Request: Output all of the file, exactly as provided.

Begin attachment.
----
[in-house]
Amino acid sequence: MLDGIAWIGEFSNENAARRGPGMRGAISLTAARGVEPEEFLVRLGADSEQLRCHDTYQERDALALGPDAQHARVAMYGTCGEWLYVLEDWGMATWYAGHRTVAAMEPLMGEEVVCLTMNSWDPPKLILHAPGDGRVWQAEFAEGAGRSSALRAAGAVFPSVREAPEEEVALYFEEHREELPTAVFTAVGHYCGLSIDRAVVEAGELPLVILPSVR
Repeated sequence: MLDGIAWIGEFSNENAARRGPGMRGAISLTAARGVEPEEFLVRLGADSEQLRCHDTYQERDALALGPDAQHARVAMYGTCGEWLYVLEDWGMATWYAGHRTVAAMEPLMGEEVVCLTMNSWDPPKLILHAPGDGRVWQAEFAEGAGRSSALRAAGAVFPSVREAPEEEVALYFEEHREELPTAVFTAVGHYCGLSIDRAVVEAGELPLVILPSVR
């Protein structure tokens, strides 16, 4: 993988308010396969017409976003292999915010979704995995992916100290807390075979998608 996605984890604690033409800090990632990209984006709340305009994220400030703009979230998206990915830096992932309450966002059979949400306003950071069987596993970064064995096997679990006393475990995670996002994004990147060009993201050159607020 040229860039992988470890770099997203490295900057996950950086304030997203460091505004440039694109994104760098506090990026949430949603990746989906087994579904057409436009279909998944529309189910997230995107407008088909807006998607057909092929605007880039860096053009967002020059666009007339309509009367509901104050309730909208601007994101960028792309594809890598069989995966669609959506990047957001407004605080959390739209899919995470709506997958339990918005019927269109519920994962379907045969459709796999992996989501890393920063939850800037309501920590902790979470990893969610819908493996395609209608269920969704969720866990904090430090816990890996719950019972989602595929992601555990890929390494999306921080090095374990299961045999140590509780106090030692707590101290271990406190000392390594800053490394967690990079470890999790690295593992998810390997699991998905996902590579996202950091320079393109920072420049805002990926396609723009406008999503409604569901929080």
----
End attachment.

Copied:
[in-house]
Amino acid sequence: MLDGIAWIGEFSNENAARRGPGMRGAISLTAARGVEPEEFLVRLGADSEQLRCHDTYQERDALALGPDAQHARVAMYGTCGEWLYVLEDWGMATWYAGHRTVAAMEPLMGEEVVCLTMNSWDPPKLILHAPGDGRVWQAEFAEGAGRSSALRAAGAVFPSVREAPEEEVALYFEEHREELPTAVFTAVGHYCGLSIDRAVVEAGELPLVILPSVR
Repeated sequence: MLDGIAWIGEFSNENAARRGPGMRGAISLTAARGVEPEEFLVRLGADSEQLRCHDTYQERDALALGPDAQHARVAMYGTCGEWLYVLEDWGMATWYAGHRTVAAMEPLMGEEVVCLTMNSWDPPKLILHAPGDGRVWQAEFAEGAGRSSALRAAGAVFPSVREAPEEEVALYFEEHREELPTAVFTAVGHYCGLSIDRAVVEAGELPLVILPSVR
């Protein structure tokens, strides 16, 4: 993988308010396969017409976003292999915010979704995995992916100290807390075979998608 996605984890604690033409800090990632990209984006709340305009994220400030703009979230998206990915830096992932309450966002059979949400306003950071069987596993970064064995096997679990006393475990995670996002994004990147060009993201050159607020 040229860039992988470890770099997203490295900057996950950086304030997203460091505004440039694109994104760098506090990026949430949603990746989906087994579904057409436009279909998944529309189910997230995107407008088909807006998607057909092929605007880039860096053009967002020059666009007339309509009367509901104050309730909208601007994101960028792309594809890598069989995966669609959506990047957001407004605080959390739209899919995470709506997958339990918005019927269109519920994962379907045969459709796999992996989501890393920063939850800037309501920590902790979470990893969610819908493996395609209608269920969704969720866990904090430090816990890996719950019972989602595929992601555990890929390494999306921080090095374990299961045999140590509780106090030692707590101290271990406190000392390594800053490394967690990079470890999790690295593992998810390997699991998905996902590579996202950091320079393109920072420049805002990926396609723009406008999503409604569901929080």